Keen also demonstrates the aggregation fallacy that leads most economists to believe that monopolies will restrict output to increase prices relative to a competitive market. In fact monopolists are likely to produce just as much as competitive firms, at the same market price. Neoclassical assumptions of perfect competition do not maximise profits, and therefore overestimate market output (as shown in the graph below). The real problem with monopolists is their market bargaining power in specialist labour markets, which is why unions have a role to play.
Going further, Keen asserts that macroeconomics cannot have micro economic foundations due to its emergent properties, and should be studied at a separate level of understanding in the same way that chemists and biologists usually ignore subatomic physics to understand the properties of chemical systems. Macroeconomics with micro foundations is the same as biology with foundations in subatomic physics – no meaningful information will come from the pursuit.
If there is one key theme that will become etched in your mind after reading Debunking Economics II, it is the idea that equilibrium is not a possible economic condition in reality. Therefore, equilibrium economic models are useless in modelling real life economic systems.
While I agree with Keen, I believe he takes this idea a little too far for my liking. There is value from static comparative analysis for the policy maker interested in the impact of new policies. Treating the economy as a dynamic system provides no way of knowing which changes are policy related, and which are simply products of the system dynamics themselves.
As an exercise in understanding the macro economy, dynamic modelling is highly valuable, and I hope that Keen’s work in this area continues to provide new insights, particularly with respect to developing policy in enhance system stability.
Overlooking the role of money
The economics profession in general has a very basic assumption about money. They ignore it. Keen is one of a small group of economists actually examining how the monetary system links with the physical production systems in the economy. Keen explains why the rate of change of new debt (the credit accelerator) is an important macroeconomic indicator, due to the way debt brings forward future demand, creating a current total demand greater than the current productive capacity of the economy. The reverse is true when deleveraging begins, with subsequent impact on employment (as shown below).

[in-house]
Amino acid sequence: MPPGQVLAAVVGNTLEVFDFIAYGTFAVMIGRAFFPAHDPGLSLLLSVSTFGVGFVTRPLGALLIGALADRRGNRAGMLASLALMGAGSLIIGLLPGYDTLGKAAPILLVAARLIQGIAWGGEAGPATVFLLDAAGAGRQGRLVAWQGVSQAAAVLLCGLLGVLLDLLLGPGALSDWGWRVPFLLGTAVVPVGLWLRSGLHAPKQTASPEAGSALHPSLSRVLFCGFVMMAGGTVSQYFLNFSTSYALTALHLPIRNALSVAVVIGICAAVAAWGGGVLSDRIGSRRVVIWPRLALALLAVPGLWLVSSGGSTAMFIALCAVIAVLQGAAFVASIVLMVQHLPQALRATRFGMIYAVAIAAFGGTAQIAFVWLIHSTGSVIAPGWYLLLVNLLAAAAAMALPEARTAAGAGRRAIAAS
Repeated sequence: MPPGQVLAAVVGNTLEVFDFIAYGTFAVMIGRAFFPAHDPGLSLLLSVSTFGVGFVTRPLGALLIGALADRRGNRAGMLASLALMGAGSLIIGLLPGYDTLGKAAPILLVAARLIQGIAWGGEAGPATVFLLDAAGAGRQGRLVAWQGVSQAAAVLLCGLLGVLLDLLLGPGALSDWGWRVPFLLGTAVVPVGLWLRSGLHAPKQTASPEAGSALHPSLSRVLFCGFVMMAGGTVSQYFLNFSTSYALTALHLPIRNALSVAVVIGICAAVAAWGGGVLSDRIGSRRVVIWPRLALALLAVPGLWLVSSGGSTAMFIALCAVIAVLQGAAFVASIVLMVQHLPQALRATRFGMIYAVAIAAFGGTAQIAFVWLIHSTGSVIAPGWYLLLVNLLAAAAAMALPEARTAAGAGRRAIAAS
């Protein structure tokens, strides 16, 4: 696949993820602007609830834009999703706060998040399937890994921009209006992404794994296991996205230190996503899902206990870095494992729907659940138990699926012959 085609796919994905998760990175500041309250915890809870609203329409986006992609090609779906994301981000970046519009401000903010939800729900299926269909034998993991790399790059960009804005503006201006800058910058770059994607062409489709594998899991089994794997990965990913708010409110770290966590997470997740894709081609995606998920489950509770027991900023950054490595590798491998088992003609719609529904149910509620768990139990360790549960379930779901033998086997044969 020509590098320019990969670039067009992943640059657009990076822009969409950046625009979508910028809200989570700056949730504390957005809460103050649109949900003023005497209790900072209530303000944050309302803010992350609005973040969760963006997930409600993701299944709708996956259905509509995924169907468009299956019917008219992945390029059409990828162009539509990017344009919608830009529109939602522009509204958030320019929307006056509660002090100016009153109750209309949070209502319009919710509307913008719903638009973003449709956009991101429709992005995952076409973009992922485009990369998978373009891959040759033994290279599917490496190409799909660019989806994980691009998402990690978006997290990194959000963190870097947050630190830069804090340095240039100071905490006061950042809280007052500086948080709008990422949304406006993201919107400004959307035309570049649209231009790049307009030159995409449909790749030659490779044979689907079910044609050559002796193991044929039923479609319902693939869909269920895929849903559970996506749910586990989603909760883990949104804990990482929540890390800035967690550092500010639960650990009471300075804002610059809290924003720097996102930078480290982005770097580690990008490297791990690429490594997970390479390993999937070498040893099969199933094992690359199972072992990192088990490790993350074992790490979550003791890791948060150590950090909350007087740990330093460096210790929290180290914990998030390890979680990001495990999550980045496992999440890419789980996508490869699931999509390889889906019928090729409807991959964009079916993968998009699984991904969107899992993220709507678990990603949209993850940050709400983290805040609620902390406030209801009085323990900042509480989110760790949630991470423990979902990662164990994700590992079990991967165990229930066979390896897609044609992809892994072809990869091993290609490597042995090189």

Keen’s monetary model also demonstrates that bailing out borrows rather than lenders during credit crunch will be much more effective tool for containing unemployment than bailing out lenders.
One area of Keen’s work I found most intriguing was his analysis of the writings of Karl Marx. Keen takes a pragmatic approach to the classicists, highlighting their constructive contributions to economics, which have stood the test of time and are supported with empirical evidence, and even debunking the often erroneous ideals symptomatic of the era that they are often remembered by. Some ideas really do stand the test of time, as insightful MB reader Lori pointed out recently Marx also wrote that science and knowledge are the most important productive forces in the economy; a principle complexity theorists are now pursuing empirically.
The book left me thinking, if current neoclassical economic theories are so obviously flawed, what will spring up in its place? If I recall, it was Thomas Kuhn, musing over the battle of scientific paradigms, who suggested that evidence does not destroy theories -new theories destroy old theories. With current global economic events as a backdrop, I can’t help feel that a scientific revolution is coming to economics. And if Steve Keen has his way, it will happen sooner rather than later in the form of dynamic systems analysis.